- An ousted Scout leader says the BSA didn't show proof from their evaluation
- Ousted Scout leader takes 300,000 signatures to national office
- Petition calls for her reinstatement as a den leader
- On Tuesday, BSA affirmed it won't admit any gays or lesbians
The lesbian den leader who was dismissed by her local Boy Scout troop this year delivered a petition calling for her reinstatement to the organization's headquarters Wednesday.
Jennifer Tyrrell, who was the leader of a Bridgeport, Ohio, Tiger Cub den, brought 300,000 signatures collected by Change.org to the Boy Scouts' national office in Irving, Texas.
"Along with those 300,000 signatures were tens of thousands of comments from scouts -- current scouts, former scouts, across the board -- who disagree with the decision to keep this policy in place," she told CNN's Don Lemon.
Tyrrell's 7-year-old son, Cruz, is no longer a scout.
The organization's director of public relations released a statement after Tyrrell submitted the petition.
"The Boy Scouts of America works to treat everyone with courtesy and respect," Deron Smith said in the news release. "Today, representatives from the BSA accepted an online petition from Jennifer Tyrell (sic) and her family. This is the second time the petition has been delivered to the BSA. The discussion was mutually cordial and very respectful. The BSA values the freedom of everyone to express their opinion and believes to disagree does not mean to disrespect."
On Tuesday, the Boy Scouts announced that the group has affirmed its policy of "not granting membership to open or avowed homosexuals."
The organization's leaders reached that decision after a nearly two-year evaluation and will take no further action on a resolution that has sought a change in policy, it said in a news release. It had said last month that it would consider a resolution asking that local units be allowed to determine their own standards.
BSA's chief scout executive and national president had created a committee of volunteers and professional leaders to evaluate the policy.
"The committee's work and conclusion is that this policy reflects the beliefs and perspectives of the BSA's members, thereby allowing Scouting to remain focused on its mission and the work it is doing to serve more youth," the statement said.
But Tyrrell wanted proof of the committee's findings -- and didn't get it.
"During our meeting I asked for proof of this two-year, 11-person committee," she told Lemon. "I just wanted to see some records, saying where's the proof that people want this. And they couldn't produce it or wouldn't produce it."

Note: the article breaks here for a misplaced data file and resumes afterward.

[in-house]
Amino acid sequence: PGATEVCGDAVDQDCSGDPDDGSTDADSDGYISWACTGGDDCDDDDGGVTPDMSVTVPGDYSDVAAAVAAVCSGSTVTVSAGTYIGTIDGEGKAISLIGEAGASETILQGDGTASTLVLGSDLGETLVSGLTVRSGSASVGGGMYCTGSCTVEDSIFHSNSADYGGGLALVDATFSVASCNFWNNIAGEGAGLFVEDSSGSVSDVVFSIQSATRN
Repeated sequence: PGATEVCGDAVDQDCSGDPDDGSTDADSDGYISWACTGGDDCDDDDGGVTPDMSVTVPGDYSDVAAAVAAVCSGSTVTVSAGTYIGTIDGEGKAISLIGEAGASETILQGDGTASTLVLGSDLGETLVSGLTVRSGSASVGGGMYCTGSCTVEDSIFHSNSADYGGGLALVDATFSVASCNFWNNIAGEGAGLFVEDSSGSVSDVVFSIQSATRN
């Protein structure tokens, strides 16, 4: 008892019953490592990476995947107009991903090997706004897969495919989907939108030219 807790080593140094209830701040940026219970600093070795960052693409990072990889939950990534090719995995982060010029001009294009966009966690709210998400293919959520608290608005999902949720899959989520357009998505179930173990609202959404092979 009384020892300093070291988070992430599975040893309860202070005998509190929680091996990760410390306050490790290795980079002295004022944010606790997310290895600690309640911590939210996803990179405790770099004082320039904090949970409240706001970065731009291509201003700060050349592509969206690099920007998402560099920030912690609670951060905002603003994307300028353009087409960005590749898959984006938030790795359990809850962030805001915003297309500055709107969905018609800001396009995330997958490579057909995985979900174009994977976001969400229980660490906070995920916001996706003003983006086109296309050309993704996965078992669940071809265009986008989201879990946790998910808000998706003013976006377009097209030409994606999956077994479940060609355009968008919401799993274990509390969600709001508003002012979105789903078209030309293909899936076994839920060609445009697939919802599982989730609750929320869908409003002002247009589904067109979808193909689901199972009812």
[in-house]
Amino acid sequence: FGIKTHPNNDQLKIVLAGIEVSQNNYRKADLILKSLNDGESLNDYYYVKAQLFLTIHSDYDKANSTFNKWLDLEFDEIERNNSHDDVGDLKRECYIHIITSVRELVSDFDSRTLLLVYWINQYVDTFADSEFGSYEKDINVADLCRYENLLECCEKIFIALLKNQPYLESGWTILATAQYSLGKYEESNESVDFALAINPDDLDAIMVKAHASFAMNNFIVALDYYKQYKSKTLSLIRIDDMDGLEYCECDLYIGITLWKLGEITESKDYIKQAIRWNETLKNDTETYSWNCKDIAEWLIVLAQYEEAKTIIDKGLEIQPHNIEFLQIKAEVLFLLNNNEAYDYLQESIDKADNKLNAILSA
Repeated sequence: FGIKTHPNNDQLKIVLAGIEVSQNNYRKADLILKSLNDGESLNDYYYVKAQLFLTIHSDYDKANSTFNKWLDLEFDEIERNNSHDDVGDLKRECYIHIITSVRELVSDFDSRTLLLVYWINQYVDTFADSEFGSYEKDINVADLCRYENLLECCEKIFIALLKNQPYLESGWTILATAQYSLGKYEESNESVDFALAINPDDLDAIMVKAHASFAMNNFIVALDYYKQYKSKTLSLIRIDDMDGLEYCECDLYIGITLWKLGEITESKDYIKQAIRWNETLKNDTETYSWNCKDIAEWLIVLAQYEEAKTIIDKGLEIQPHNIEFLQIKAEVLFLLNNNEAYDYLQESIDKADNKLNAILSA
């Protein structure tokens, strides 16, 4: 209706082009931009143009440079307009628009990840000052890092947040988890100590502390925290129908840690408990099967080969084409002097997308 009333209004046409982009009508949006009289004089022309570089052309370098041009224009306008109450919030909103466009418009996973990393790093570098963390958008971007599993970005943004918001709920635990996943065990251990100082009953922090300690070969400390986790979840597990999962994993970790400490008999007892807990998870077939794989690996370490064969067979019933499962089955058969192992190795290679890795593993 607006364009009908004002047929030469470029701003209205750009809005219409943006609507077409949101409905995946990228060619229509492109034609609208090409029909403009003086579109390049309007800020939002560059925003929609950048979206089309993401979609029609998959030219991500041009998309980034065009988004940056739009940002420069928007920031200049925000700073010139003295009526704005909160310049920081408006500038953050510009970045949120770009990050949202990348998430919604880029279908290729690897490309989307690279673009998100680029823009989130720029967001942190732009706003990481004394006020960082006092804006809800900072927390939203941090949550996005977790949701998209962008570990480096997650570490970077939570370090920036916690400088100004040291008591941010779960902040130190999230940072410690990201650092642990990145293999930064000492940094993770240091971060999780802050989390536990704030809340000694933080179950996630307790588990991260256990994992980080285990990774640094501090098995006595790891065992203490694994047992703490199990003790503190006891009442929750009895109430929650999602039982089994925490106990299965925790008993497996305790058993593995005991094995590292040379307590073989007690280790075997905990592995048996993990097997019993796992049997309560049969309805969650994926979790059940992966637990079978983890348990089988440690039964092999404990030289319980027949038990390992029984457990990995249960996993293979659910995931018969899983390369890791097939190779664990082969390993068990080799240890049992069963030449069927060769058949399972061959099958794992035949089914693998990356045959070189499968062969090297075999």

In a written statement, the executive committee of the BSA National Executive Board said, "While not all board members may personally agree with this policy, and may choose a different direction for their own organizations, BSA leadership agrees this is the best policy for the organization and supports it for the BSA."
The deputy executive director of the National Gay and Lesbian Task Force, Darlene Nipper, issued a statement calling the decision "deeply disappointing."
"Once again, officials of the Boy Scouts of America have turned their backs on a chance to demonstrate fairness, exercise sound judgment, and serve as a role model for valuing others, free of bias and prejudice," she said. "This is deeply disappointing. Discrimination is never the right policy, period."
Tyrrell told Lemon that just because the petition was delivered doesn't mean the fight is over. People can still sign it, and her effort to be reinstated will continue until "we win," she said.
"I don't think it was their intention to personally disrespect me. Unfortunately, it's just a policy that we need to update a little bit," she said.
"I love Scouts as everybody probably knows by now. Cruz loves Scouts and we don't have any ill feeling toward the Scouts. We just wanted to be included."
She added that she doesn't want to cause grief and is not going to sue.
The exclusion of openly gay members goes for scoutmasters, too. A 2000 U.S. Supreme Court decision found that a New Jersey law requiring the national organization to readmit an openly gay scoutmaster infringed on the organization's First Amendment right of expressive association.
"Forcing a group to accept certain members may impair the ability of the group to express those views, and only those views, that it intends to express," then-Chief Justice William Rehnquist wrote. He added that the decision was not meant to approve or condemn the Scouts' membership policy.
The Boy Scout organization, which celebrated its centennial in 2010, says it is focused on mentoring 2.7 million young men and helping them develop life skills. It has more than 1 million adult volunteers, according to the group's website.